jrichardson_2August has arrived, and with it, for many of us, has come the feeling that the end is near.  The end of summer … the end of sleeping late, beach days and pool time … indeed, its back to school!  You might find comfort in the fact that you’re not alone … its back to school for us as well.  As my colleague Amanda wrote not long ago, for us here in Admissions, we’ve been planning our schedules and getting ready to have the rubber meet the road in just a few short weeks.  We’ll be coming to your schools and college fairs before you know it; for many of us, in less than a month!  For some of you reading this in Arizona and Florida, you’re already back; but for many others, you still have a few days or weeks to enjoy!  How should you be spending that time, you ask?  Why, visiting colleges of course … including, I should add, spending some time here at Holy Cross!
Visiting college campuses on your summer break is one of the best investments of your time and resources you can make.  Visiting now, while it has its pros and cons, will be something you will surely appreciate later.  It will make your decision regarding where to apply, and possibly where to enroll should you be admitted, much easier later.  Here at Holy Cross we offer tours of the campus four times each day (M-F, 10AM, 12, 2 and 3PM), and information sessions twice each day (M-F, 11:15AM, and 1:15PM).  Interviewing is another critically important aspect of your summer or fall visit.  We put a lot of stock in personal interviews because, while optional, they provide us a chance to get to know you in a way we wouldn’t have at any other time in the process.  And for you, its a chance to personalize your application and really bring it to life!  If you’re serious about your Holy Cross application and would like to schedule an interview, simply call the office, we would enjoy taking the time to get to know you.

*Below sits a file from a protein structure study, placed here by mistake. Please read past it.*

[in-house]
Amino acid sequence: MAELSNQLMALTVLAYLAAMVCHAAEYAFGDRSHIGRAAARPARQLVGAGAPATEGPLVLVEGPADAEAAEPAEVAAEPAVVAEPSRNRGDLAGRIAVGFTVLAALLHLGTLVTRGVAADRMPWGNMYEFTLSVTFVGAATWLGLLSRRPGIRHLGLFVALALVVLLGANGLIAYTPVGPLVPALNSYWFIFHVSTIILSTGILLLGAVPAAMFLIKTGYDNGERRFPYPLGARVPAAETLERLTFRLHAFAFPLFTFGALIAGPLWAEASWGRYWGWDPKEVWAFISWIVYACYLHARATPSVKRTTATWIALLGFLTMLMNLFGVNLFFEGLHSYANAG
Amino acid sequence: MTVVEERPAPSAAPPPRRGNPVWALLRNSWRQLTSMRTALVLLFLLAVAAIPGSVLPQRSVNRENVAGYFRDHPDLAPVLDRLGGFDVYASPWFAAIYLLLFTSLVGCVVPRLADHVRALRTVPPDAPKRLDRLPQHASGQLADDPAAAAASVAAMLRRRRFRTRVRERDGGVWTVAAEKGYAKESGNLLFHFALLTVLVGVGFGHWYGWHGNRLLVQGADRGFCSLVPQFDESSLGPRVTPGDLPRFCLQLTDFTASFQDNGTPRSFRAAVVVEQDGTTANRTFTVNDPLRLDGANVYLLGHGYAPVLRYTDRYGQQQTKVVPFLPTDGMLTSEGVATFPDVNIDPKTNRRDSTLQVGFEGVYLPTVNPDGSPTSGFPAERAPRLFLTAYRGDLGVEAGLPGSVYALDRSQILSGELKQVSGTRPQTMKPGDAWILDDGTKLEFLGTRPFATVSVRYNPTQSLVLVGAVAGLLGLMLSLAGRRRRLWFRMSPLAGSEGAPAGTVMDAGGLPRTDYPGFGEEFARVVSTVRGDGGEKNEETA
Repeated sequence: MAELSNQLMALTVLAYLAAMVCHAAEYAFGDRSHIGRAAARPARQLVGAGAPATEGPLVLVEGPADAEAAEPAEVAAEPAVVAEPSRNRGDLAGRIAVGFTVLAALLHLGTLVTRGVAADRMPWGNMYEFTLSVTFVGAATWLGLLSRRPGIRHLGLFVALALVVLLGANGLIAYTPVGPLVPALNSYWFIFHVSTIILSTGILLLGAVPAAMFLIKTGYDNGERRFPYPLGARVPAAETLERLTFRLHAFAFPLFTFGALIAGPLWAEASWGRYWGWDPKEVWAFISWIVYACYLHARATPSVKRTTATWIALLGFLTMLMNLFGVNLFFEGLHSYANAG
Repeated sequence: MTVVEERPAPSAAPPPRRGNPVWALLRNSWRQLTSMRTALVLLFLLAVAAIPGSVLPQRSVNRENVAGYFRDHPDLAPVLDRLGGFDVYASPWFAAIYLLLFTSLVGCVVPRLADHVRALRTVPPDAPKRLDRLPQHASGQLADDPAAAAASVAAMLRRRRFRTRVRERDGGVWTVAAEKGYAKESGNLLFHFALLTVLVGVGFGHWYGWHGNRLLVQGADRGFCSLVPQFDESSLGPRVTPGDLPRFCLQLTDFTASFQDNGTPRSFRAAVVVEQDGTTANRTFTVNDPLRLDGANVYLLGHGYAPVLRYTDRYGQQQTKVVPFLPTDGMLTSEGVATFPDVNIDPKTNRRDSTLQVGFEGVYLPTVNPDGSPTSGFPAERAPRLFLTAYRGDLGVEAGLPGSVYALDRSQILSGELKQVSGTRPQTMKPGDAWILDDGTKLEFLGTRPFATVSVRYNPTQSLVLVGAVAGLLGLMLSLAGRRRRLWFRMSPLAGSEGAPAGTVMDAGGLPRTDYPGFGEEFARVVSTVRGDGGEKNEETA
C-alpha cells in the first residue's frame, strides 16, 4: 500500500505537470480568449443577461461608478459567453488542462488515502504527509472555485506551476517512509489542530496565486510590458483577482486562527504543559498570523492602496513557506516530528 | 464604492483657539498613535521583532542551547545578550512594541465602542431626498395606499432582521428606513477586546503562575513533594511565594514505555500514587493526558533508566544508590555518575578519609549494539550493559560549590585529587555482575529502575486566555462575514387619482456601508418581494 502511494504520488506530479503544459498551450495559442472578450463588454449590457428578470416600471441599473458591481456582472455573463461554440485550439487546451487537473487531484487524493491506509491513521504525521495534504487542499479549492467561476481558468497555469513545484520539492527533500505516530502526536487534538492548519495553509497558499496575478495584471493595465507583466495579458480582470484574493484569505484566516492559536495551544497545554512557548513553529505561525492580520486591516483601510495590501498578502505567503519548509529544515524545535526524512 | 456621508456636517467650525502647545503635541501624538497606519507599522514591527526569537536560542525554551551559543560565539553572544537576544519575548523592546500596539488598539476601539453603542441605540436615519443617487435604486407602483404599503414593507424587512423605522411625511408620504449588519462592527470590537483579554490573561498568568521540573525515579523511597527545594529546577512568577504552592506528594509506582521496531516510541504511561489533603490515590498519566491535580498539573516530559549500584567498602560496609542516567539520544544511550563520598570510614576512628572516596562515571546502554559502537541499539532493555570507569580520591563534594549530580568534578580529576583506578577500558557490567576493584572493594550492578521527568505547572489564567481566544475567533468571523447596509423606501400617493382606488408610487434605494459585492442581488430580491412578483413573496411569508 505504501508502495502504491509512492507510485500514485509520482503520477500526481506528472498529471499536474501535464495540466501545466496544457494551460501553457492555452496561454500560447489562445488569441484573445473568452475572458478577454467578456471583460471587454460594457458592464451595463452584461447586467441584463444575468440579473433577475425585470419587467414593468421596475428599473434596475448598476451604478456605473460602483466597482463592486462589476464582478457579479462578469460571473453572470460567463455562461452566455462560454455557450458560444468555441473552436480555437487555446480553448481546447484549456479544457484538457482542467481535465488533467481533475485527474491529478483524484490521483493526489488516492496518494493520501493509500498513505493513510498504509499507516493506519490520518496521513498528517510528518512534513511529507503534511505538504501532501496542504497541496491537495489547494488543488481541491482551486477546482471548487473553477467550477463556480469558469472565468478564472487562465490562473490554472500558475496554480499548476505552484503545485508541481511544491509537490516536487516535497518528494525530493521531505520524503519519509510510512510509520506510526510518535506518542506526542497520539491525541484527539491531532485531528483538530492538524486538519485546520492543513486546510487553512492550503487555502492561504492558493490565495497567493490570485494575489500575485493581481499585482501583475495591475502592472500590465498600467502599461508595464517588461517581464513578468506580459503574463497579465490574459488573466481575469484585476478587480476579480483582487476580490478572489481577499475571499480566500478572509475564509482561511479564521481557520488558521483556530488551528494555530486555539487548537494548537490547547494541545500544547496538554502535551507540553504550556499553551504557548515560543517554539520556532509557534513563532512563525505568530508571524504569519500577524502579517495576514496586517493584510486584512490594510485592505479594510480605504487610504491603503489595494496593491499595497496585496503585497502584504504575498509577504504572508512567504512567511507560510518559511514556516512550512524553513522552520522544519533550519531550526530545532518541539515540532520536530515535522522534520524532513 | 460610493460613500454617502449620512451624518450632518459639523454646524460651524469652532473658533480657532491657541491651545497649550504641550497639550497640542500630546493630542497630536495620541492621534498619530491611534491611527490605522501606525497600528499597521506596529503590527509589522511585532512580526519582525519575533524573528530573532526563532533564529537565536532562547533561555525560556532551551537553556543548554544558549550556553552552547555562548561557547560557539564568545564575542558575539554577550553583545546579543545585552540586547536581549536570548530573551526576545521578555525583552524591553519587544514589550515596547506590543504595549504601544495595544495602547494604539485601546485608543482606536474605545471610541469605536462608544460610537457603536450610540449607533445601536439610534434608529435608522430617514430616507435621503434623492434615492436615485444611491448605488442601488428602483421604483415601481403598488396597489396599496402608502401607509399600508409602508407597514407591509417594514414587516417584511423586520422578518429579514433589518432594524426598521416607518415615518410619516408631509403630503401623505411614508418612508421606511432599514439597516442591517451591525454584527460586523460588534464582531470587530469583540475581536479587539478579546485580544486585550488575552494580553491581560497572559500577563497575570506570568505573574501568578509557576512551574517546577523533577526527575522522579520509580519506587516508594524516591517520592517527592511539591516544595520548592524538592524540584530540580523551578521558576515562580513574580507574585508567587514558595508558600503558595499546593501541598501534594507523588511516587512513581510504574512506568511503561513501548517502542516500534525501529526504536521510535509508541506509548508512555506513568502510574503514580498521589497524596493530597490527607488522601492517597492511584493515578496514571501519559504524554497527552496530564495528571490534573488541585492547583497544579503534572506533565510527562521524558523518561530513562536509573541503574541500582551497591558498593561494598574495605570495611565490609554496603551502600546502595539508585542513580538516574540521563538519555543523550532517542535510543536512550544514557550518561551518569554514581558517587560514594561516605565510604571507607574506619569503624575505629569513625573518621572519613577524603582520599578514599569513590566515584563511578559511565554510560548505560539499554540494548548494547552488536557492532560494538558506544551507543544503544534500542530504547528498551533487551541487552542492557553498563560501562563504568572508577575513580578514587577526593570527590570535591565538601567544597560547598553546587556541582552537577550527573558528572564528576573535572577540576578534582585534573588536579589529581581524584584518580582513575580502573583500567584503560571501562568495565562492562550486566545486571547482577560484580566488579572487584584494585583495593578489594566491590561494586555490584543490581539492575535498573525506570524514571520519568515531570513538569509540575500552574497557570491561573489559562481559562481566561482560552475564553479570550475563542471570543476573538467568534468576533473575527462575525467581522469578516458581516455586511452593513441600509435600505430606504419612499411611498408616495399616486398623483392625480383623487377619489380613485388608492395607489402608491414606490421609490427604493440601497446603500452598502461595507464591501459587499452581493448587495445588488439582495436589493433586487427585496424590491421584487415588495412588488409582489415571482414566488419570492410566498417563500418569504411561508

The last thing I would recommend doing before you head back to school is to begin your essay.  If you haven’t already done so, take a look at the essay questions on the application ( and begin drafting your response.  Considering it is the only piece of writing we will have in your application (we don’t ask for graded papers, other writing samples, or require any supplements), its very important that its a good piece of quality writing.  A few (seemingly obvious) tips:

* answer the question.  Answer the question in a complete, yet concise, clear, and direct way. 

*make sure its your own work, and original.  “Recycled” history papers from last year … while they may meet the criteria of ‘topic of your choice’, are a no-no. 

*Proofread – – Proofread – – Proofread.  It speaks for itself.  Essays don’t have to be novels (nor should they be!), but they shouldn’t be two sentences either.  Spend a lot of time on this; its the only piece of writing we will have from you, so please give it the time it deserves.  Doing it now will make your life a lot easier later, I assure you.
Happy summer!  We hope you enjoy what remains of it, we hope to see you here on campus or at your school soon, and we look forward to reading your application!  Good luck!
James T. Richardson
Associate Director of Admission

A Picture’s Worth a Thousand Words

lynnBelieve it or not, I don’t care for the picture of me that accompanies my blogs.  The photographer said “don’t smile”, so I didn’t.  The result is a slightly confused-looking version of my better self.  I try not to look at it when I view my blogs, but it’s hard to ignore that unhappy face.  It’s not that the picture is more important than (or even as important as) the words beside it, but I just can’t reconcile that mean-looking person with the friendly words she writes.